In 2020, we have Covid-19 to worry about as well. Chaos, uncertainty and job insecurity, with many firms going bankrupt, has added new dimensions of stress many would have never anticipated. Resulting in it becoming even more important to learn how to deal with anxiety at work.
Worse than that, lockdown has stolen many people’s healthy coping strategies for anxiety right from under their noses. Lockdown has made it hard to connect with people in a casual and meaningful way.
Large and even medium sized congregations have been banned in many places. This has complicated how many folks access both their spiritual side and the community that often ties in with worship.
With gyms, pools, and sports centres shut, it’s not as easy for some to exercise, attend classes, train, and even compete.
Booking in for a massage, sauna or some other form of self-care has to be postponed, too.
There are a lot more reasons why so many of us are struggling with loneliness and isolation right now. It’s hard to even spend time with your own family, friends and loved ones. Celebrations like birthdays and weddings are suspended or passing quietly.
And if you have a loved one living in a care home you might not even be sure you’ll ever get the chance to see them face to face again.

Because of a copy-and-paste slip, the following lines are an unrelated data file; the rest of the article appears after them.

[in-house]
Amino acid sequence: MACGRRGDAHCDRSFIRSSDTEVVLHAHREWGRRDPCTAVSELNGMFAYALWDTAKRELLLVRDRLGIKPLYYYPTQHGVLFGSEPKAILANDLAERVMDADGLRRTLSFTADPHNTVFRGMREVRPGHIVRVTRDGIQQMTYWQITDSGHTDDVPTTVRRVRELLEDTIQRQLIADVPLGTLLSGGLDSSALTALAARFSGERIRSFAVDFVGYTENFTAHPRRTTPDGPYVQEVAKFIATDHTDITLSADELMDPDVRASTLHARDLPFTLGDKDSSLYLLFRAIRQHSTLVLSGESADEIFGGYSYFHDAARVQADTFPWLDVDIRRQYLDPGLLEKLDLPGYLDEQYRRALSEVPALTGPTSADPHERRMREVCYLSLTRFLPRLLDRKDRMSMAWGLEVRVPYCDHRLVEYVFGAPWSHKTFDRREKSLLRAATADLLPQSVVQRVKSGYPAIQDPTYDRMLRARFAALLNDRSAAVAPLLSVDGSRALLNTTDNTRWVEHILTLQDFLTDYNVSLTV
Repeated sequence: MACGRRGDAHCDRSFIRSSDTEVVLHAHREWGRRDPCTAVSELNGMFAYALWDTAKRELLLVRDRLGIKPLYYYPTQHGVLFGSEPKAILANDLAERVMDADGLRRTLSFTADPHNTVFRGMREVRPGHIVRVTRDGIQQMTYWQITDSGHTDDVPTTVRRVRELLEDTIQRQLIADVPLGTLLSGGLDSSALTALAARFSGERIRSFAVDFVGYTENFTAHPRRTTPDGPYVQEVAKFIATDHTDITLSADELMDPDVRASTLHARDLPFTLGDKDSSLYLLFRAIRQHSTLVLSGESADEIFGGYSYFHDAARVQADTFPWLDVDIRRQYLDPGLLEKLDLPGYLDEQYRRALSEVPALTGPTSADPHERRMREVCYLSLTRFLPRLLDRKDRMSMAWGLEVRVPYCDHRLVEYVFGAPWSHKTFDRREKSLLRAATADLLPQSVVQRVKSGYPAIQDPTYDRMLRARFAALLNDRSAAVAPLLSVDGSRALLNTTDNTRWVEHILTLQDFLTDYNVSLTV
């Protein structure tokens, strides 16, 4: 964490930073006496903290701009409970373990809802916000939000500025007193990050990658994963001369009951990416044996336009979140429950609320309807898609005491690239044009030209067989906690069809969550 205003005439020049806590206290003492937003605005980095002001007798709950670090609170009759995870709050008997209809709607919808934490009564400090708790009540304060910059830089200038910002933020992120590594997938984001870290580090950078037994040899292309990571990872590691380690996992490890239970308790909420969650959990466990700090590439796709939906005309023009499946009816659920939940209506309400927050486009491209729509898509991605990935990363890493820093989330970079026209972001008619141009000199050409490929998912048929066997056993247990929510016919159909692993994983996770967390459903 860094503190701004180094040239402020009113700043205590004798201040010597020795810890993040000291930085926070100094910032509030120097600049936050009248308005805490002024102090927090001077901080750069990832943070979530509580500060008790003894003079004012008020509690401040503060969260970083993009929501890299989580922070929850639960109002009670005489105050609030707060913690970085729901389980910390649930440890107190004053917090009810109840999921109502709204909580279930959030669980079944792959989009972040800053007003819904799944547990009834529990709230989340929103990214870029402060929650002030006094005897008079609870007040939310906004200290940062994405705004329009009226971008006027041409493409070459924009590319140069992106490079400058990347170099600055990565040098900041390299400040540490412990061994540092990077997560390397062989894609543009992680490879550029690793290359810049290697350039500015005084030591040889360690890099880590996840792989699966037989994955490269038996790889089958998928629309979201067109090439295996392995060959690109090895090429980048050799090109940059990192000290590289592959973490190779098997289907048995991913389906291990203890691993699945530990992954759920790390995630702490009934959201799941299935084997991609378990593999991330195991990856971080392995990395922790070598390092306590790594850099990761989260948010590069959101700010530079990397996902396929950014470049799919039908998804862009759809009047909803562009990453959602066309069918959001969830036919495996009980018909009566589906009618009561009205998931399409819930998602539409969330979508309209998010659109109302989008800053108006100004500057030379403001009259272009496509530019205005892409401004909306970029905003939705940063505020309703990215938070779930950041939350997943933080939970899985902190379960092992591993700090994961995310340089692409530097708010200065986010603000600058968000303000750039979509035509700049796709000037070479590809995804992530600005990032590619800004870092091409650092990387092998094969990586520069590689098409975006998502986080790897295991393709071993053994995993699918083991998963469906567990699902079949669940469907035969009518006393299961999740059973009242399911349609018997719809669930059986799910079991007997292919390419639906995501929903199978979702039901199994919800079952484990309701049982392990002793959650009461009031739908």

Coronavirus lockdown has also meant parks, beaches and outdoor areas like public gardens are closed, curtailing even more people’s chances to get away from it all.
No wonder so many people are comfort eating and drinking a lot more, both to deal with anxiety and stress, and to combat sheer boredom.
And social media… well, don’t even get me started.
The whole thing is a recipe for burnout.
Has the coronavirus pandemic of 2020 put your stress levels through the roof? If so, you’re not alone. But what can you do now to boost your resilience?
Use these strategies to help you cope with stress
How to deal with anxiety — 1 Stress management
When you’re anxious, you’ve got to manage your stress. This is the most obvious tenet when it comes to how to deal with anxiety. But being obvious doesn’t make it any less important.
The goal of stress management is to abort the fight, flight or freeze response and move you into the rest, digest and repair response.
The simple act of regularly triggering your body’s rest, digest and repair mechanisms helps to:
- soothe an inflamed gut,
- reduce tension and pain,
- improve your digestion,
- lower your stress hormones,
- improve insulin sensitivity,
- make it easier to sleep better,
As a result, you’ll feel calmer, happier, and more resilient.
There are lots of wonderful ways to manage stress. You can do deep breathing exercises, mindfulness meditation, and practice gratitude. One of my favourite strategies to help cope with stress and anxiety is to practice self-compassion. Self-compassion is a type of positive psychology practice. It actually includes the exercises I mentioned above and more.